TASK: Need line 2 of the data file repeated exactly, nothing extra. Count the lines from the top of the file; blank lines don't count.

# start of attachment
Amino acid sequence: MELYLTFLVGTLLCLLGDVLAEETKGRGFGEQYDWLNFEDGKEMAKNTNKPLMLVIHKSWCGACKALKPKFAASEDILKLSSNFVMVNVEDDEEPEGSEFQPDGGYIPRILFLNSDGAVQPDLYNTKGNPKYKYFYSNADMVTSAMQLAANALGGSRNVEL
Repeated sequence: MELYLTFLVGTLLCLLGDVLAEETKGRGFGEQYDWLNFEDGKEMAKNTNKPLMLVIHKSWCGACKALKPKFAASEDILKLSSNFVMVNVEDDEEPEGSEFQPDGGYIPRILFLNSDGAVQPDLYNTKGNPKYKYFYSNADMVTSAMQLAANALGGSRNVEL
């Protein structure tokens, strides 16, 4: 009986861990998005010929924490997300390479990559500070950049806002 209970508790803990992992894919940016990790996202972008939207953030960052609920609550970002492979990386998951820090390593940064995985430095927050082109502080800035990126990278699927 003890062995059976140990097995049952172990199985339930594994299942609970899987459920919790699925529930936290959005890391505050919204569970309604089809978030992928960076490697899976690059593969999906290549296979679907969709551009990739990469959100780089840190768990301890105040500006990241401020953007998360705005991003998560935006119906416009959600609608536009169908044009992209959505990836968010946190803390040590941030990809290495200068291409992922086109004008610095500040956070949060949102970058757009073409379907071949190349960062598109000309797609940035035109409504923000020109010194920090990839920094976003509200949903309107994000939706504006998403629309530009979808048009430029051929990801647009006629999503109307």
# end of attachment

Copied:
Repeated sequence: MELYLTFLVGTLLCLLGDVLAEETKGRGFGEQYDWLNFEDGKEMAKNTNKPLMLVIHKSWCGACKALKPKFAASEDILKLSSNFVMVNVEDDEEPEGSEFQPDGGYIPRILFLNSDGAVQPDLYNTKGNPKYKYFYSNADMVTSAMQLAANALGGSRNVEL